|Cinta Kaipat leads our tree planting on Thursday|
Beautify CNMI is Back
BEAUTIFY CNMI, the coalition of community, business and government organizations that brought people together 10 years ago to clean and beautify the islands, is here again to “infect” the people with the “beautify virus.”Kaipat Revives Beautify CNMI
Former Rep. Cinta M. Kaipat and environmental activist Angelo Villagomez, two of the key organizers of Beautify CNMI, met with other volunteers in the Hyatt Regency Saipan’s Chamolian Room on Monday to see “if we all can work together again.”
“It is a diverse group that broke down boundaries. It is a group united by a common goal of taking care of the environment, enhance the CNMI’s natural beauty, and foster community pride in its residents,” said Kaipat.Solid waste disposal is main concern of Beautify CNMI!
Angelo Villagomez, who is one of the founders of Beautify CNMI!, has been involved in various community volunteer works before moving to the mainland. He is now based in Washington, D.C. but is on island to help Kaipat reorganize the group.
Kaipat said that her goal is not to replace the current post-Typhoon Soudelor work being done by various other groups but to enhance what they have been doing.
“We are not only making it beautiful for us but also for the tourists and for our children. We want to revive the campaign and join it with other work being done on the island today,” added Kaipat, who shared a lot of stories of volunteers that helped them in various projects.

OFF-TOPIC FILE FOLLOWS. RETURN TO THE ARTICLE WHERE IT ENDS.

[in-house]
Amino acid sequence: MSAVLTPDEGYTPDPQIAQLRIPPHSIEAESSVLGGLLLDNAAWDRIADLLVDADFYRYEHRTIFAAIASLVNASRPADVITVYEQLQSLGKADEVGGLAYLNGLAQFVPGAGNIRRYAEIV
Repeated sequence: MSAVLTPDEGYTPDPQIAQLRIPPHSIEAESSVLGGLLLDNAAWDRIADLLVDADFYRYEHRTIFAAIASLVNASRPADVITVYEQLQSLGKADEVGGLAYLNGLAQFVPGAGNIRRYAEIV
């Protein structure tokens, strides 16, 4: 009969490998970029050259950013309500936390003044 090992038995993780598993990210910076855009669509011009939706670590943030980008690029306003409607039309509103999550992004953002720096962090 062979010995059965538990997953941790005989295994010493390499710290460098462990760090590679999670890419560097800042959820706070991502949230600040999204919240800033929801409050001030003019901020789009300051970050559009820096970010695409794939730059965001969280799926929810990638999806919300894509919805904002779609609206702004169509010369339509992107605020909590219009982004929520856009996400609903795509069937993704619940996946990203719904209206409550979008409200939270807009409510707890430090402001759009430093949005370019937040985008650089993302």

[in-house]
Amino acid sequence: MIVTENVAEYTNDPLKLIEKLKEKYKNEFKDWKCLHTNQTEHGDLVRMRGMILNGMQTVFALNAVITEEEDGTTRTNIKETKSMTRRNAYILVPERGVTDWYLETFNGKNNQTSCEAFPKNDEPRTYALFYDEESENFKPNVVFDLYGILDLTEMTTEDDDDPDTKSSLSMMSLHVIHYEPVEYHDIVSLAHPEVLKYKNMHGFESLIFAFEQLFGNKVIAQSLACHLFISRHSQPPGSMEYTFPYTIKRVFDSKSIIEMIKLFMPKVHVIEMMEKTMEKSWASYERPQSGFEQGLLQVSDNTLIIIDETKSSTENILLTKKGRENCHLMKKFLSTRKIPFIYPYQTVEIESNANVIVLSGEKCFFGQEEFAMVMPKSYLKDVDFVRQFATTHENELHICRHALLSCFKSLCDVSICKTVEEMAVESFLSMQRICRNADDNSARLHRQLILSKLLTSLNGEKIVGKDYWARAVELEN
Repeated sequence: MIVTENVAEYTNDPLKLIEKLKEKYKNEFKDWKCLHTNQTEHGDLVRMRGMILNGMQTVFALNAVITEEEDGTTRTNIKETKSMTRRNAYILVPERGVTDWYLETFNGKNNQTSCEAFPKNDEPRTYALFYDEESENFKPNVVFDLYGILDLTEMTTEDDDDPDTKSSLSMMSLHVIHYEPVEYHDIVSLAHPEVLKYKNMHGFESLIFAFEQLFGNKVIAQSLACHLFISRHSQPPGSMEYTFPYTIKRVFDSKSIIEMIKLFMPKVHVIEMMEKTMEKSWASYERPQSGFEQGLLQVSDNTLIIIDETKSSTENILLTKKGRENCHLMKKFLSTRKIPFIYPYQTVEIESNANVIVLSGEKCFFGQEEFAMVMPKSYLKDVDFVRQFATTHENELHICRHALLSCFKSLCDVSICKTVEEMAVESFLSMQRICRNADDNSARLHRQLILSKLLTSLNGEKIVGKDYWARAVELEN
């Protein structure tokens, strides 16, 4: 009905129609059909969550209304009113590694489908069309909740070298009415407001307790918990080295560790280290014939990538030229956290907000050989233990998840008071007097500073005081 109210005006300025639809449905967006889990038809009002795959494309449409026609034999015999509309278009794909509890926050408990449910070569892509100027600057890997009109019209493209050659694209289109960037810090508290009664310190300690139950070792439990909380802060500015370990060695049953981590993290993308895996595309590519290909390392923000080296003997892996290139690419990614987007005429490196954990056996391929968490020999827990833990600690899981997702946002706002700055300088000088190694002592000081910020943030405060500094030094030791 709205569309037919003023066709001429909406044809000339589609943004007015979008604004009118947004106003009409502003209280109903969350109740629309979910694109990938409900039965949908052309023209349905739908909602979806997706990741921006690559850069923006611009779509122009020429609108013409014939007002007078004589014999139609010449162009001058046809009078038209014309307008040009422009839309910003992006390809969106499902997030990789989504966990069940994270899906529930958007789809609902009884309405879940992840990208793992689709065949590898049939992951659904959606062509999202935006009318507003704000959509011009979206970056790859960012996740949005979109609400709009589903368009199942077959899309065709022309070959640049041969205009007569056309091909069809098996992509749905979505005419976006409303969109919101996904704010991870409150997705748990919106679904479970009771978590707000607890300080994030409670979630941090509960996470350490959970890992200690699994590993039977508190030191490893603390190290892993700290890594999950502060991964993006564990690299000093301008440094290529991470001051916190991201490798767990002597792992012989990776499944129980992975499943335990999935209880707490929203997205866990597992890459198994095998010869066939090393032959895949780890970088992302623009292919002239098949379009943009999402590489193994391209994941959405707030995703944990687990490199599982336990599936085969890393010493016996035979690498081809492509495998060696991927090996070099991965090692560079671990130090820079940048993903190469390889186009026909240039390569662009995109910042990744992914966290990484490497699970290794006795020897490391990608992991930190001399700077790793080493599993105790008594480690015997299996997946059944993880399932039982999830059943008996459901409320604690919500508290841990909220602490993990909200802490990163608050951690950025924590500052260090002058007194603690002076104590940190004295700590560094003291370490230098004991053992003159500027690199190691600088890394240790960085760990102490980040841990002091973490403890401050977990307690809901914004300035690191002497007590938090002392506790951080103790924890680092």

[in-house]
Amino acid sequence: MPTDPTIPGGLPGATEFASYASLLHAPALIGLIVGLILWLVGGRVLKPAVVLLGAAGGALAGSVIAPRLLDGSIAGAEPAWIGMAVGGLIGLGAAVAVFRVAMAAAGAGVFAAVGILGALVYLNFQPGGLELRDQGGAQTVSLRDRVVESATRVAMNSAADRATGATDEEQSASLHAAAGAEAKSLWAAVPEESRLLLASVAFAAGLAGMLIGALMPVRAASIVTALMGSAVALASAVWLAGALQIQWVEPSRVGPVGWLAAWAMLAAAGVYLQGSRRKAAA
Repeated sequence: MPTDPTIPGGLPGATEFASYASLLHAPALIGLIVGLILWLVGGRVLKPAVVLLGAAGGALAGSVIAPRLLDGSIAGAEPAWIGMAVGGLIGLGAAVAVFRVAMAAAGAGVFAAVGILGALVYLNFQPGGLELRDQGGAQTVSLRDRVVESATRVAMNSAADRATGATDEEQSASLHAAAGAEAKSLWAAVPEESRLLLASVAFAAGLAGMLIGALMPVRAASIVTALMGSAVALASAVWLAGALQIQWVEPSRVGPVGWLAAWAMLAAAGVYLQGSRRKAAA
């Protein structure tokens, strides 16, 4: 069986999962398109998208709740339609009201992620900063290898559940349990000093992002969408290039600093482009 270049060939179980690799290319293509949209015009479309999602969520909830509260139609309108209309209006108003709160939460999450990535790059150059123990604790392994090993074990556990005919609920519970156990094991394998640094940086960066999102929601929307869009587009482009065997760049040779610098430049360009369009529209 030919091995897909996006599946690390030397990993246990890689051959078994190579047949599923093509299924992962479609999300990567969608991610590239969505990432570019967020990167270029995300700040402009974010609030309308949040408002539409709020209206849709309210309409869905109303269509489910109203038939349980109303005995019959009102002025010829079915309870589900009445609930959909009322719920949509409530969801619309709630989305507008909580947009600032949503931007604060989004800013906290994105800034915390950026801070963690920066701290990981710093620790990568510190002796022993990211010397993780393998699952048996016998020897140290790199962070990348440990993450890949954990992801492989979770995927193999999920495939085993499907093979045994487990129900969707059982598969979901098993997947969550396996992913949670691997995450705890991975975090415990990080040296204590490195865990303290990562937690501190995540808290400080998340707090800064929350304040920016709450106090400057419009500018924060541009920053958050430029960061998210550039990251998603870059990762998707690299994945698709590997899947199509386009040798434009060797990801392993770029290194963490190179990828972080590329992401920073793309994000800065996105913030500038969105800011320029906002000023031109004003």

Proper disposal of solid waste on the island—especially those left by Typhoon Soudelor—became the center of discussion of the first meeting of reviving the people-centered group Beautify CNMI!Beautify CNMI to plant commemorative tree tomorrow
The core group, which answered former representative Cinta Kaipat’s invitation to attend the meeting, agreed that some of the problems that the community is facing right now is garbage left by those who spend weekends at the beach or trash dumped in random places by some people
Beer and soda cans, plastic bottles, disposable plates and utensils, cigarette butts, boxes, straws, burger wrappers, diapers, and other household thrash are the regular things collected during beach cleanups.
Rep. Edwin K. Propst (Ind-Saipan) said the challenge right now is how to keep one area clean and some people don’t have the money to get the services of a trash collection agency.
“As soon as you finished cleaning up one place, trash would appear in another. Either illegally burn it or throw it somewhere else,” said Propst, who together with Rep. Vinnie Sablan (Ind-Saipan) are thinking of possible laws that they could file at the Legislature.
“We’ve planted several hundred flame trees along Beach Road also in Koblerville and several other places around the island,” Villagomez said.
He also credited those who came first to plant the trees that have become a trademark and identity of the CNMI.
“The flame trees by the beach were actually started many, many years ago, in the ’60s, ’70s,” Villagomez said, “Somebody has always stepped up and planted flame trees but it’s actually something that’s existed for 30 years.”
Villagomez said that while it is sad that those trees were gone, it is our responsibility to beautify the CNMI again.
“They were blown away. It’s really sad how much this island lost from the typhoon. People lost their homes, and we lost one of the naturally beauty. But as caretakers of this island, it’s our responsibility to fix up that which was broken,” Villagomez said.